Beverley Byer has been writing professionally for a number of years. Her work has been published in magazines and newspapers.
Cauliflower is a firm, dense head of underdeveloped flowers. Like broccoli, brussels sprouts, cabbage, and turnip, it is a cruciferous vegetable, meaning its flower petals are in the shape of a cross. Cruciferous vegetables are members of the Brassicaceae family. Cauliflower’s scientific name is Brassica oleracea. It is actually a descendant of a wild cabbage, which grew in the Far East about 2,000 years ago. The vegetable later made its way to the Mediterranean via Arab traders, and gained popularity in Europe, especially France, in the 16th century. The United States discovered cauliflower’s culinary versatility and subtle nut-like flavor in the 1920’s. Today it is cultivated mostly in California. Though abundant in spring and fall, it is available year-round in all states.
Nowadays, cauliflower helps brighten the produce section of our markets with its colorful hybrids or varieties of oranges, purples, and greens. But how similar and different (including nutritionally) are these hybrids from the creamy white curd to which we are accustomed?
Similarities between White Cauliflower and the Colorful Varieties
- They are annuals, meaning that their entire life cycle (from seed, to plant, to flower, to seed) takes place in one year.
- They all have varieties within their color groups. White cauliflower, for example, includes White Cloud, Early White Hybrid, and Snow Crown. Orange cauliflower has Cheddar and Orange Bouquet. Purple cauliflower has Graffiti and Purple Head or Cape. Green cauliflower includes Broccoli Romanesco and Broccoflower.
- Best curds (cauliflower heads) should be firm, compact, heavy, free of blemishes or discolorations, and nestled in a bed of fresh, leathery, green leaves.
- They are excellent sources of the following nutrients: dietary fiber, complex carbohydrates, vitamins B-1 (thiamine), B-2 (riboflavin), B-3 (niacin), B-5 (pantothenic acid), B-6 (pyridoxine), B-9 (folate), C (said to be 100% of what is daily recommended), E, and K, minerals calcium, magnesium, potassium, iron, manganese, phosphorus, molybdenum, glucosinolates (sulphuric compounds), other phytonutrients (antioxidant compounds), and protein. They are low in sodium, calories, fat, and cholesterol.
- Health benefits. Completed and on-going research indicate that the glucosinolate, omega-3 fatty acids (an antioxidant), and fiber may lower the risk of breast, lung, liver, prostate, and colorectal cancer. The antioxidants can prevent cell-damage by devouring harmful free radicals. Omega-3 fatty acids have inflammatory properties as well. Vitamin C helps with the absorption of iron, and strengthening of the immune system. High quantities of vitamin K encourage strong bone development and aid in blood clotting. Nutrients may also detoxify the body.
- Side effects are flatulence, bloating, cauliflower allergy, gout (purines in cauliflower can cause uric acid build-up), and a somewhat foul odor, especially when over-cooked, due to the sulphuric compounds.
- Food preparation. All varieties of cauliflower can be eaten raw, steamed, boiled, grilled, roasted, stir-fried, sautéed, pickled, microwaved, use as sides or included in casseroles, meat, pasta or vegetable dishes, and in soups. They pair well with cardamom, cumin, curry, cheese like cheddar, garlic, and ginger.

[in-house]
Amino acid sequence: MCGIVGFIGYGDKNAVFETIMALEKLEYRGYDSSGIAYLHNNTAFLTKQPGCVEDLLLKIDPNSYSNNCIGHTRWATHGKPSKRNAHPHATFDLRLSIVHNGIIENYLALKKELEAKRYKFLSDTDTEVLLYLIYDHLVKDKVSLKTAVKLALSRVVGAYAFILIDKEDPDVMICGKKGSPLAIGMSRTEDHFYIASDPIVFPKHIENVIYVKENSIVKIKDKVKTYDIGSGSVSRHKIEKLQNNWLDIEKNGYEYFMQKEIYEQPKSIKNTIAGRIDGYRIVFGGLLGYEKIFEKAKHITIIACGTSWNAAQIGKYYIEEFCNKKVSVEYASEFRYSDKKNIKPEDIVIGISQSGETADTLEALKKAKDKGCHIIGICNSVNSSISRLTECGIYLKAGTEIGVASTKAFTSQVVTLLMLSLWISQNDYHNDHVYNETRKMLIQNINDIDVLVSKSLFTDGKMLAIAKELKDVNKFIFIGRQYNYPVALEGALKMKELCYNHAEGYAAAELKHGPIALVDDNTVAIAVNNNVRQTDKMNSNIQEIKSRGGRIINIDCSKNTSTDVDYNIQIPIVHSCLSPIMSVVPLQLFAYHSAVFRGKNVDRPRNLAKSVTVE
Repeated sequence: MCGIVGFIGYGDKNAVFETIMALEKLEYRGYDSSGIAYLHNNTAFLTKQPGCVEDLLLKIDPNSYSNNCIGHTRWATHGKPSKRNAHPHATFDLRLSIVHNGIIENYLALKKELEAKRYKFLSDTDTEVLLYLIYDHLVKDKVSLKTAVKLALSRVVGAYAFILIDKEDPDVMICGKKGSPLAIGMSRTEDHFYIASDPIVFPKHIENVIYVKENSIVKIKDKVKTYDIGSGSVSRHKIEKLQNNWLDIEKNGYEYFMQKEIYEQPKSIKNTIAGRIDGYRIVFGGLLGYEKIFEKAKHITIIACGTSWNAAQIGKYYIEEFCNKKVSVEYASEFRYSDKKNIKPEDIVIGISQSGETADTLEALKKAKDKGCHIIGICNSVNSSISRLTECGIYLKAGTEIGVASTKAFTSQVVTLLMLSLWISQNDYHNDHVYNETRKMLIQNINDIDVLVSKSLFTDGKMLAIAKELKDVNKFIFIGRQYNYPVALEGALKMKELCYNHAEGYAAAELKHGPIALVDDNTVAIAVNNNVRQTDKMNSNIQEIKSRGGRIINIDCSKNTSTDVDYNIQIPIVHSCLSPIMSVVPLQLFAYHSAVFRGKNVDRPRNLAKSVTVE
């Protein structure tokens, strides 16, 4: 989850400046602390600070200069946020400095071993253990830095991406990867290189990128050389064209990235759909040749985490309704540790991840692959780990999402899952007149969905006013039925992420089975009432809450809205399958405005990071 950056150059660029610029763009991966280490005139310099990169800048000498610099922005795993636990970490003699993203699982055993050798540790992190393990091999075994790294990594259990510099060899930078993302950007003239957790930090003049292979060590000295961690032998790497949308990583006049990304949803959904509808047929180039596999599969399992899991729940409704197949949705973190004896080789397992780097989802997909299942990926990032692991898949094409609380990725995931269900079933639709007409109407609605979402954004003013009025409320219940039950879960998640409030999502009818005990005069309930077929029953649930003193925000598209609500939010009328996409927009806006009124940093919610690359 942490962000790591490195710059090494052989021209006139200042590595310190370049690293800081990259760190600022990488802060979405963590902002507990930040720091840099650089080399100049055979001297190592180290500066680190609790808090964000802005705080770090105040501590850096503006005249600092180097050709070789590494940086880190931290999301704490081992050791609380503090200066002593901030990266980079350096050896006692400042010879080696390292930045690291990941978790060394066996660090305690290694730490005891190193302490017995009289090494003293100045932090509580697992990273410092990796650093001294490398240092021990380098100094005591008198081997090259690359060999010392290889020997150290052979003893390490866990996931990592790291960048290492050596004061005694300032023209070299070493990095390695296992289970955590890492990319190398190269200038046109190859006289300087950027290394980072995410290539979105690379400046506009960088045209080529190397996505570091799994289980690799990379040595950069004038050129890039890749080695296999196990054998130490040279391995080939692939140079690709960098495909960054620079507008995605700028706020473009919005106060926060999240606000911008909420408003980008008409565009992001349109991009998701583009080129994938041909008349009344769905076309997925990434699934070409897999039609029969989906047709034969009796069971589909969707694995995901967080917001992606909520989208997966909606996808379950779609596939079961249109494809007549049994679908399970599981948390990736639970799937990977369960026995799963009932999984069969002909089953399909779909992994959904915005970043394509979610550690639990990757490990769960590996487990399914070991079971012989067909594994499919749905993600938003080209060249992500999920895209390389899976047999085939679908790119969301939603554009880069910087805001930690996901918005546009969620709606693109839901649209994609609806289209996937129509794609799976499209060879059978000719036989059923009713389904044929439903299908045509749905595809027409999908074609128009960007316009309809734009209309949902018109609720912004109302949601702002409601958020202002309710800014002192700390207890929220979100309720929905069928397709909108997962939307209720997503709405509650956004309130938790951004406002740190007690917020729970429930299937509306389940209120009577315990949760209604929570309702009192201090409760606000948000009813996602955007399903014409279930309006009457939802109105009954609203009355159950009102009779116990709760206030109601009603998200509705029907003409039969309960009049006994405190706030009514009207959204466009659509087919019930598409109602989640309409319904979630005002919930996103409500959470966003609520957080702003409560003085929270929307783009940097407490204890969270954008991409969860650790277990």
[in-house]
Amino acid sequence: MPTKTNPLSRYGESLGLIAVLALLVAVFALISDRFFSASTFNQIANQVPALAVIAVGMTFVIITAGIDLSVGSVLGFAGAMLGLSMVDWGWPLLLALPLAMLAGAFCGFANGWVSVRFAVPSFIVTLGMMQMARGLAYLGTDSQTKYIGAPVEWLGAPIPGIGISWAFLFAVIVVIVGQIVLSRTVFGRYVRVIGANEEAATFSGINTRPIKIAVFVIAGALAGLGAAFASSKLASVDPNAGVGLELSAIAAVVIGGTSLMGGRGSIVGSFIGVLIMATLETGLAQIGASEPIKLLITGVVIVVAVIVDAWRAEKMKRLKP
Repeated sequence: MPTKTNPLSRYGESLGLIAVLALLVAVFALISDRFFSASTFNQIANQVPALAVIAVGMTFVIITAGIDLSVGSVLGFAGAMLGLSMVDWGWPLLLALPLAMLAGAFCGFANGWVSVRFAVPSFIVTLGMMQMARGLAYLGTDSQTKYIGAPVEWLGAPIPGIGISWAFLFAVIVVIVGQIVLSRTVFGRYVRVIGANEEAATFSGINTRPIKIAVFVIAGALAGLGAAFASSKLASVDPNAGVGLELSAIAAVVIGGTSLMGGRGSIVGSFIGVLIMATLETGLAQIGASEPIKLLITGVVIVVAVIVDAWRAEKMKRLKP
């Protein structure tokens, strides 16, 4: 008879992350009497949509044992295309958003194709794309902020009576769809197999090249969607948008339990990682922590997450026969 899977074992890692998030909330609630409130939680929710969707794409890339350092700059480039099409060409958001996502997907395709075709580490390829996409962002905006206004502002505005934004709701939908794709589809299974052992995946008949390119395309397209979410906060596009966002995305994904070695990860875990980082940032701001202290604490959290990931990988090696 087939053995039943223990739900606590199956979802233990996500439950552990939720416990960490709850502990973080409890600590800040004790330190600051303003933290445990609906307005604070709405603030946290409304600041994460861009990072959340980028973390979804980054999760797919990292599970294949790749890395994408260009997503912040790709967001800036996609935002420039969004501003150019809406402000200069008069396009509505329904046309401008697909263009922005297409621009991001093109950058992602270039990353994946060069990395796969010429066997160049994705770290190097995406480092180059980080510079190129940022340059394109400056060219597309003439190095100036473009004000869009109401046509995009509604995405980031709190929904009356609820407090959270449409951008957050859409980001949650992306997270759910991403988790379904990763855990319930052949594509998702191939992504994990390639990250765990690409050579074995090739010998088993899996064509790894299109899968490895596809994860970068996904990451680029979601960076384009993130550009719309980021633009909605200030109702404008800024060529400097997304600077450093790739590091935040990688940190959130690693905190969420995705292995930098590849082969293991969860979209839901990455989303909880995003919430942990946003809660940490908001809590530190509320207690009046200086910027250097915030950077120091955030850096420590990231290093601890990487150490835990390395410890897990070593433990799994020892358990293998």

- They can be refrigerated unwashed in a plastic bag for up to seven days with the stalk positioned up.
- The white and orange varieties have similar taste and texture.
Differences between White Cauliflower and the Colorful Varieties
- The white cauliflower takes the longest to cook.
- Evidence indicate that orange cauliflower has 25 times more beta-carotene than white. Beta-carotene, the precursor to vitamin A, creates the vegetable’s orange color. Orange cauliflower also has more selenium (inconclusive research suggests that this mineral is a component of the enzymes that work with antioxidants, promotes a healthy immune system, skin, hair, vision, sperm production, and prevents prostate cancer), and vitamin C. The hybrid was originally discovered in a field near Toronto, Canada in 1970. But in 1980 scientist Dr. Michael Dickson of the New York State Agricultural Station in Geneva, a branch of Cornell University, began searching for the perfect specimen to cross breed with the white cauliflower and create the orange variety we have had since 2003.
- The purple cauliflower gets its vibrant color from the abundance of anthocyanins (antioxidant flavonoids) it contains. It cooks the fastest, and will change from purple to green if over-cooked. It has a sweeter and milder taste than the white and orange hybrids. It is also creamier. Purple cauliflower was discovered and improved, color wise, in Denmark.
- The green variety is actually a hybrid of cauliflower and broccoli. Broccoflower maintains the normal cauliflower appearance, while Broccoli Romanesco resembles a large, spiky cone. This hybrid seems to have more vitamin A, C, minerals, and protein than its white and purple cousins. It was created in California in 1980, and made available for purchase in the early 1990’s.
- Overall, scientists believe multicolored cauliflower hybrids are more nutritious and beneficial than white cauliflower because their glorious hues make them appealing and whet appetites, especially children’s.
lesliebyars on January 31, 2013:
I voted up and interesting. I learned a lot about cauliflower that I didn't know.
RTalloni on January 30, 2013:
Thanks for this rundown on cauliflower varieties. Interesting and helpful, though I still think that the Broccoli Romanesco looks scary. :)